Bryan Batt Comes to Miami
The star of Mad Men will bring his one-man cabaret show to the Arsht Center this weekend.
When Salvatore Romano, the closeted art director on AMC’s hit drama, Mad Men, was unceremoniously fired from Sterling Cooper two seasons ago, fans knew they would be seeing more of actor Bryan Batt.
The talented actor and singer, who was given little advance notice of Sal’s exit from the story and has only been told Sal is not dead, will be bringing his one-man cabaret show to Prelude by Barton G., the swanky supper club at Miami’s Arsht Center this weekend.
Batt, a New Orleans native and a veteran of Broadway, created the show as a benefit fundraiser after his city was devastated by Hurricane Katrina.
“I’d never done a one-man show,” he recalls, “but, after the storm, I figured I could do anything I really wanted. It turned out to be so much fun that it kept on growing and morphed.”
Batt presented the latest incarnation at Feinstein’s, the famous cabaret house founded by Michael Feinstein in Manhattan. “A musical journey,” as Batt puts it, the show includes a variety of composers and musical styles that includes both the familiar and unfamiliar.
While Batt is best known for his television role, he is equally comfortable on stage: “I love both mediums for very different reasons. On stage, you have this thing called rehearsal, where you get to explore, discover and hone a performance. There are previews and you hone it even more. You also know your schedule because at 8 p.m., the curtain goes up. With film and television you never know your schedule.
Scripts are always different and you have virtually miniscule amount of time to rehearse. You block it and go back to the make-up trailer while they set the lights and then you do it. You have to trust your instincts because you don’t want to be driving home and wishing you’d done (the scene) a different way.”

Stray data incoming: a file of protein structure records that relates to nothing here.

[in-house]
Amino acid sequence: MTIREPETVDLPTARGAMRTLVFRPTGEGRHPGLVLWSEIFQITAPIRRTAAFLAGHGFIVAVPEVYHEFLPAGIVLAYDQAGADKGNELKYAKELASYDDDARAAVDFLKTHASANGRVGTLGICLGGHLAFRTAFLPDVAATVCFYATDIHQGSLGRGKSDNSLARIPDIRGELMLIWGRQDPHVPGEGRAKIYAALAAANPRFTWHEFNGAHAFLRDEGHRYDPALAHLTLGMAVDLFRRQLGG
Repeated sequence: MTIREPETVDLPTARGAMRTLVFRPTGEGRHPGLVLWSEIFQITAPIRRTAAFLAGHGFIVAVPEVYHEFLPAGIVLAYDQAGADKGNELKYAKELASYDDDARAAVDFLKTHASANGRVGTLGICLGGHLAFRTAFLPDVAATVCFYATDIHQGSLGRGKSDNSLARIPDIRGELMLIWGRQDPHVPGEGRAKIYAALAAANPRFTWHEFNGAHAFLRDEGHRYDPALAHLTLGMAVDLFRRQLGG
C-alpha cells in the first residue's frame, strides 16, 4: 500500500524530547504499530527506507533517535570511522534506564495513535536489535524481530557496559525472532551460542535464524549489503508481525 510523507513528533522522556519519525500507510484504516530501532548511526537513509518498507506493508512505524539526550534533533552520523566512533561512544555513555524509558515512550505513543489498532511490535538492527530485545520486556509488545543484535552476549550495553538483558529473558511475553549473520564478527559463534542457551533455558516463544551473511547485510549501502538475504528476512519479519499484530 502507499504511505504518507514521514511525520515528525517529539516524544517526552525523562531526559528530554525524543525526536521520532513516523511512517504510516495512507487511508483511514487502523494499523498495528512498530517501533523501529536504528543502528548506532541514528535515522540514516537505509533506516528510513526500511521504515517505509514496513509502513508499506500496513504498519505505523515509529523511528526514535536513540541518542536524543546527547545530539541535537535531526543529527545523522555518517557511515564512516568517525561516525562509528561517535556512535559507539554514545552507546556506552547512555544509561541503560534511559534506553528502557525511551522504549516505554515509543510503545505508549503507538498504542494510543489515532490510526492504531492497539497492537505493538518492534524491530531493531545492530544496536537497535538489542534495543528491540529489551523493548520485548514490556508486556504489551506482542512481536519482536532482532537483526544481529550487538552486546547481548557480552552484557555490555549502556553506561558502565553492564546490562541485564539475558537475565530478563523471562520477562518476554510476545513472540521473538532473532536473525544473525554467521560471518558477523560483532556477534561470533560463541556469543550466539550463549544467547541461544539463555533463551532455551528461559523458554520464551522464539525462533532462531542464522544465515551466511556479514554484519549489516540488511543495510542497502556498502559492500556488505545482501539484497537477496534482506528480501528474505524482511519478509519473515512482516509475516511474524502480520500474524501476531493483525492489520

Fans will see him on television again in a guest role on Law & Order: Criminal Intent that airs May 15. He jets down under later this summer for a project in Australia. And, in between all the film and stage roles, Batt still finds time for other creative pursuits.
He and his longtime partner, Tom Fianchi, run a high-end home décor boutique in New Orleans, Hazlenut. Batt also finds time to write. A best-selling memoir about growing up with his mother hit stores last year and this fall, his latest book, Big Easy Style, a design guide from Random House, will be released.
Batt is still hopeful Sal will make a big comeback, especially after the news the network had reached a deal with Mad Men Creator Matthew Weiner to extend the series for two more seasons.
“Sal was on a journey and I really wanted to get it right, to pay tribute to those men and women who had to live closeted lives. It was painful, especially because we didn’t know if he would be coming back. With Matt Weiner, you never know what’s going to happen. It’s going to take you by surprise, break your heart,” Batt says.
He adds, “People still stop me on the street and ask me when I’m coming back. When I tell them I don’t know, they give me hugs. I think so many people identify with Sal and have been in a situation where they don’t feel like they fit in. It hurts.”
In the meantime, he’s look forward to a vacation. He and his partner have been planning an escape to Rome for years, but Batt’s busy schedule rarely allowed the opportunity.
He laughs, “I’m so glad I’ll have nothing on my plate for a change. My partner has already warned me that if he sees me walking around the Coliseum with a script in hand trying to learn lines, I’ll be in trouble!”
Prelude by Barton G.
Arsht Center for the Performing Arts, Miami
Friday, April 8 and Saturday, April 9, 8:30 p.m.
Prix fixe dinner $49
For more information or reservations,
call 305-357-7900 or go to PreludeByBartonG.com